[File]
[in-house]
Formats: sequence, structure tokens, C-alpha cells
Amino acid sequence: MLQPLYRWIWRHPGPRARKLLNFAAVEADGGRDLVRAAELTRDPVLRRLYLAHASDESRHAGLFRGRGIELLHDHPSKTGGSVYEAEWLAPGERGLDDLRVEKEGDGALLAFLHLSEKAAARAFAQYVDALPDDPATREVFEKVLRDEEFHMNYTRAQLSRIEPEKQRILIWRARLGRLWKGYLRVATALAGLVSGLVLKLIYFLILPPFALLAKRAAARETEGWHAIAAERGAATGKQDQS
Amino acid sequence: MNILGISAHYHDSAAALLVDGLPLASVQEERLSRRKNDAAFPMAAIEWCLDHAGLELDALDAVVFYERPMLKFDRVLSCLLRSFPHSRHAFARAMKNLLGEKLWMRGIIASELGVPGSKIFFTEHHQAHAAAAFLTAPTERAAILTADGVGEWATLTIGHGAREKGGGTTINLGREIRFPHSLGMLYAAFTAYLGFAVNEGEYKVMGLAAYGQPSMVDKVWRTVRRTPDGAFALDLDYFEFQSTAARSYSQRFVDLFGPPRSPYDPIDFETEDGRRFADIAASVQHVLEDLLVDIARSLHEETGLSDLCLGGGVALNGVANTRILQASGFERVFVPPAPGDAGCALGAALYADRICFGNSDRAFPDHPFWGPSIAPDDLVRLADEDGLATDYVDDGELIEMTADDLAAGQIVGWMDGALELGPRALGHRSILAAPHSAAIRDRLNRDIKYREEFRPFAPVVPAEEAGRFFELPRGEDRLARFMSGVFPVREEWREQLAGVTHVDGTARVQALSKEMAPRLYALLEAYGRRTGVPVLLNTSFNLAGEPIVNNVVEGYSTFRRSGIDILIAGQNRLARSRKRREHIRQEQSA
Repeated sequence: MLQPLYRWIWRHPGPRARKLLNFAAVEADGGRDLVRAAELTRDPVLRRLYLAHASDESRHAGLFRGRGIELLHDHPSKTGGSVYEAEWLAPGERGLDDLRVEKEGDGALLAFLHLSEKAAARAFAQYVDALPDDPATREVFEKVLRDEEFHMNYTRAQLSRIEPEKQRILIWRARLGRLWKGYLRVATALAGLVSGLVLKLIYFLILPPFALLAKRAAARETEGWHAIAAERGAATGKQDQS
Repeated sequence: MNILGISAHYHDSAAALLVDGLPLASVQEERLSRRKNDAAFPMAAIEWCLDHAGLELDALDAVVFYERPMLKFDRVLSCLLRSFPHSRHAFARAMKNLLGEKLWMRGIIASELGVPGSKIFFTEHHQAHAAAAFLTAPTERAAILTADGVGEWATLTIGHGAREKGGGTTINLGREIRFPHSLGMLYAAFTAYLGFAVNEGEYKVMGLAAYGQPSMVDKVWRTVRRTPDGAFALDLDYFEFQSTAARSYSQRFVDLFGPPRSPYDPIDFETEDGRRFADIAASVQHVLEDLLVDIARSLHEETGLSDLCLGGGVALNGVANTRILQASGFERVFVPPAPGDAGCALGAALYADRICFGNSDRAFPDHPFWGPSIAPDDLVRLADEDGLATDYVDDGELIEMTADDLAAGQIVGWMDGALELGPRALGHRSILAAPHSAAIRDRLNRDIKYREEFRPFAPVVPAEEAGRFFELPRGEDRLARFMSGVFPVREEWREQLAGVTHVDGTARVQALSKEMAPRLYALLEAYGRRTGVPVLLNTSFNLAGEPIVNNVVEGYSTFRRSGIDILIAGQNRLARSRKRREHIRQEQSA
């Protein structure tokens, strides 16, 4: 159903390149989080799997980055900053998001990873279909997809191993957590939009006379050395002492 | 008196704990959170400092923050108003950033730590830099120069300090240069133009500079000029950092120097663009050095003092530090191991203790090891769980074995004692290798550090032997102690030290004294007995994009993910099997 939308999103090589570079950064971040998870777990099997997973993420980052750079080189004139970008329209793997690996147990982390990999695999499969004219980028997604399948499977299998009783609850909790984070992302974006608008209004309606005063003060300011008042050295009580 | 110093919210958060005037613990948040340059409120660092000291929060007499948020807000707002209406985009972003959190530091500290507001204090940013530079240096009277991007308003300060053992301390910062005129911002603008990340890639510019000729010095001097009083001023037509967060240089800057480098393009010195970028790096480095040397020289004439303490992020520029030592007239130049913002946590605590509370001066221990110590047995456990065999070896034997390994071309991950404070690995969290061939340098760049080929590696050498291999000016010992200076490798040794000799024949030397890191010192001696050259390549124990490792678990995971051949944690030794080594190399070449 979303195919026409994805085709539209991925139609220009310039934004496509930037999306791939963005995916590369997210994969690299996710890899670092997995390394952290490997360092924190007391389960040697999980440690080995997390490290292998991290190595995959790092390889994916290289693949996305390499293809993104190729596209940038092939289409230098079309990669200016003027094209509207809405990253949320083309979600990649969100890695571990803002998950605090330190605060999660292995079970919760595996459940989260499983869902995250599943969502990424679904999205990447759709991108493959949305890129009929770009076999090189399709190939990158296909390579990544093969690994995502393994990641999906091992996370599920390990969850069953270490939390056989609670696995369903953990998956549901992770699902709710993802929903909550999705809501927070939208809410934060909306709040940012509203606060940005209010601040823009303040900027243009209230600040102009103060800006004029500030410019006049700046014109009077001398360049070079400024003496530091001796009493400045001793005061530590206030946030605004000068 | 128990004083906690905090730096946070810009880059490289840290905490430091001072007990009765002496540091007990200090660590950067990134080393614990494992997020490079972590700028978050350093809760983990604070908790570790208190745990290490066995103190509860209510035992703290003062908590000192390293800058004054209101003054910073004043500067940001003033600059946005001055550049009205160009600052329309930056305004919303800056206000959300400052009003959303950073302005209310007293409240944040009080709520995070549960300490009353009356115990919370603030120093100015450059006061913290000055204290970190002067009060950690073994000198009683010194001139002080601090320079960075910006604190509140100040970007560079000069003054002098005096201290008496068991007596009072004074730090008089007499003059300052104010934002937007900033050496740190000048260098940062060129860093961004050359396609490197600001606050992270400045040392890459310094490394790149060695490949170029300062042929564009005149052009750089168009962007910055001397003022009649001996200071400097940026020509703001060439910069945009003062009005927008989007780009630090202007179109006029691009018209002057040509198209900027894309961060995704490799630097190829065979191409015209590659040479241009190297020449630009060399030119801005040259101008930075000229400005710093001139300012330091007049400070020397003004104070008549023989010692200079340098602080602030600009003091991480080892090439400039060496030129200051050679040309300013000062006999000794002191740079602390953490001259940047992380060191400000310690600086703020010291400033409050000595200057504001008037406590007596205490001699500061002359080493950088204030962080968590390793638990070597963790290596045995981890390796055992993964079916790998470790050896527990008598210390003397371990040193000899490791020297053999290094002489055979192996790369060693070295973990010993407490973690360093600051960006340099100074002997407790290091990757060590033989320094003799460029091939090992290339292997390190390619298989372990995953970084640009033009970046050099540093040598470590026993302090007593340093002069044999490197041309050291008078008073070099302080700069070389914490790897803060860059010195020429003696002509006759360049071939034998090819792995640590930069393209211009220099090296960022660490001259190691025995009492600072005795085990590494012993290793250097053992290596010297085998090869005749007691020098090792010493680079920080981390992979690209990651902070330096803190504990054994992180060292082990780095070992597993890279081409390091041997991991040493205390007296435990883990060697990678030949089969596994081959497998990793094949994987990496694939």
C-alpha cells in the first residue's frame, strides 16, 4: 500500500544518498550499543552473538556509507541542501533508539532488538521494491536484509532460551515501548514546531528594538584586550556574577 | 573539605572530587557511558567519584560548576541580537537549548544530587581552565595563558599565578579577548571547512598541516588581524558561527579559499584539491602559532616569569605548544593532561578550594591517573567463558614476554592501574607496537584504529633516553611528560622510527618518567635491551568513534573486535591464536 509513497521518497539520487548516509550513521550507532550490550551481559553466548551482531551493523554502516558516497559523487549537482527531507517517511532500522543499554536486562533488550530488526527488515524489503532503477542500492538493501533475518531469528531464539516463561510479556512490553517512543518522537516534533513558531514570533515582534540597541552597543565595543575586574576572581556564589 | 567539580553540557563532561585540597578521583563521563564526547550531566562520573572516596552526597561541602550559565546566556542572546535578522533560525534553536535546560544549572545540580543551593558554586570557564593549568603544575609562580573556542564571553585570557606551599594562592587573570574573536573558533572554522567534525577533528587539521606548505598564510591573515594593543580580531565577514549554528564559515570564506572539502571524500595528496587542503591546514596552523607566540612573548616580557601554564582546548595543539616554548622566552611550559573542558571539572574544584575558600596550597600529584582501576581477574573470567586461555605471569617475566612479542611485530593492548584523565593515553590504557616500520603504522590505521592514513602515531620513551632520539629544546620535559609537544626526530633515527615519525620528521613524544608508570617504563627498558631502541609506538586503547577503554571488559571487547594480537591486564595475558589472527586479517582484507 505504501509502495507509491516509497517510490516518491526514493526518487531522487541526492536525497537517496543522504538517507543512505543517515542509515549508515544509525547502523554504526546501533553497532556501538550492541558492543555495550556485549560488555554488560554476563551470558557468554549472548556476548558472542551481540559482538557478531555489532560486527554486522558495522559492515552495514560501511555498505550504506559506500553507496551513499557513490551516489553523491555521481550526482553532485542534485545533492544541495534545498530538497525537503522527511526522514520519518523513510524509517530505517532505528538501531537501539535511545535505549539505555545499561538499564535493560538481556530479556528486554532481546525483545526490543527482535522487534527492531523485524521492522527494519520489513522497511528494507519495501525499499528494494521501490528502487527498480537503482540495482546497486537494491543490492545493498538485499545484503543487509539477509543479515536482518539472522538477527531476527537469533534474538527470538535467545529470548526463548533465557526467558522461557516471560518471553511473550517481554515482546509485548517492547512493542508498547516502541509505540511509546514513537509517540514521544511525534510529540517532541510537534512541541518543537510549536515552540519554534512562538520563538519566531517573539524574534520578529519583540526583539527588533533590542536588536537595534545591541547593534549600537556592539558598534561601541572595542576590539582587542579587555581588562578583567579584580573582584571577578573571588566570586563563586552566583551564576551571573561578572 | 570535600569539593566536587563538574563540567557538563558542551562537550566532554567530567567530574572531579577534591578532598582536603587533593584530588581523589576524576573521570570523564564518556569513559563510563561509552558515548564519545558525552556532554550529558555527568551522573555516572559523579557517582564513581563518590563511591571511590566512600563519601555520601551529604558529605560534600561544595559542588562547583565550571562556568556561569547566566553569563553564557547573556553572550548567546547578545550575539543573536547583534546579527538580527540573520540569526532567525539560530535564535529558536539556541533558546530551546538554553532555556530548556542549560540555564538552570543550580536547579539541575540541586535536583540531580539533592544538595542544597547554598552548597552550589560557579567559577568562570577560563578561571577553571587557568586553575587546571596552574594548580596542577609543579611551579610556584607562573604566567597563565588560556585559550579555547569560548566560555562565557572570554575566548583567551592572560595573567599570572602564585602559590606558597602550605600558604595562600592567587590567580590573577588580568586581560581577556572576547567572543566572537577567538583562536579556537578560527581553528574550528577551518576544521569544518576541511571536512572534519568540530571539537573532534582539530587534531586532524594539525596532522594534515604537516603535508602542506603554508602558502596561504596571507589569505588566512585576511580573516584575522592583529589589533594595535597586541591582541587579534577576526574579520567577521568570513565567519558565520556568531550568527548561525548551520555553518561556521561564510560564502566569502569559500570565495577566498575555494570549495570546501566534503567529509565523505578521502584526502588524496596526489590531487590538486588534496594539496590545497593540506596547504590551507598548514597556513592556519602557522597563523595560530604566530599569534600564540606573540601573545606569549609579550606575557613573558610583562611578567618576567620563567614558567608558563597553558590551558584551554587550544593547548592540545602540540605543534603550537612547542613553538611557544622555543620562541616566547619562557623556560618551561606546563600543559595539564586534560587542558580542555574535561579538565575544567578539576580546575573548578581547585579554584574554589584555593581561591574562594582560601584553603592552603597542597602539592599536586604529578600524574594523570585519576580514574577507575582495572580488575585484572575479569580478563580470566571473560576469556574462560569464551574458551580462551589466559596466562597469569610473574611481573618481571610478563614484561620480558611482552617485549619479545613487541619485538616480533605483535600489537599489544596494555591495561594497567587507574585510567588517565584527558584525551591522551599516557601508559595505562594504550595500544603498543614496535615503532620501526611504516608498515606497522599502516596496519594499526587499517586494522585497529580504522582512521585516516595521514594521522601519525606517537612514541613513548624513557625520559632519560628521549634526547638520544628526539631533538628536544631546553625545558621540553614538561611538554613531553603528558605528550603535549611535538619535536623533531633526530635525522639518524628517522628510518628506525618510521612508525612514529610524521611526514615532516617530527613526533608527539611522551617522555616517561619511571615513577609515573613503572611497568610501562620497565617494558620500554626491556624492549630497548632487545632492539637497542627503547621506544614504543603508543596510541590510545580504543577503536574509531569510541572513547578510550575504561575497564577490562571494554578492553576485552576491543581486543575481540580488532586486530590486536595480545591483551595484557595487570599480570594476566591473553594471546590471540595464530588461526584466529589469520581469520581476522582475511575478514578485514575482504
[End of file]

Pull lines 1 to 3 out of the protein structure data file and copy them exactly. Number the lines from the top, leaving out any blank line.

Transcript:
[in-house]
Formats: sequence, structure tokens, C-alpha cells
Amino acid sequence: MLQPLYRWIWRHPGPRARKLLNFAAVEADGGRDLVRAAELTRDPVLRRLYLAHASDESRHAGLFRGRGIELLHDHPSKTGGSVYEAEWLAPGERGLDDLRVEKEGDGALLAFLHLSEKAAARAFAQYVDALPDDPATREVFEKVLRDEEFHMNYTRAQLSRIEPEKQRILIWRARLGRLWKGYLRVATALAGLVSGLVLKLIYFLILPPFALLAKRAAARETEGWHAIAAERGAATGKQDQS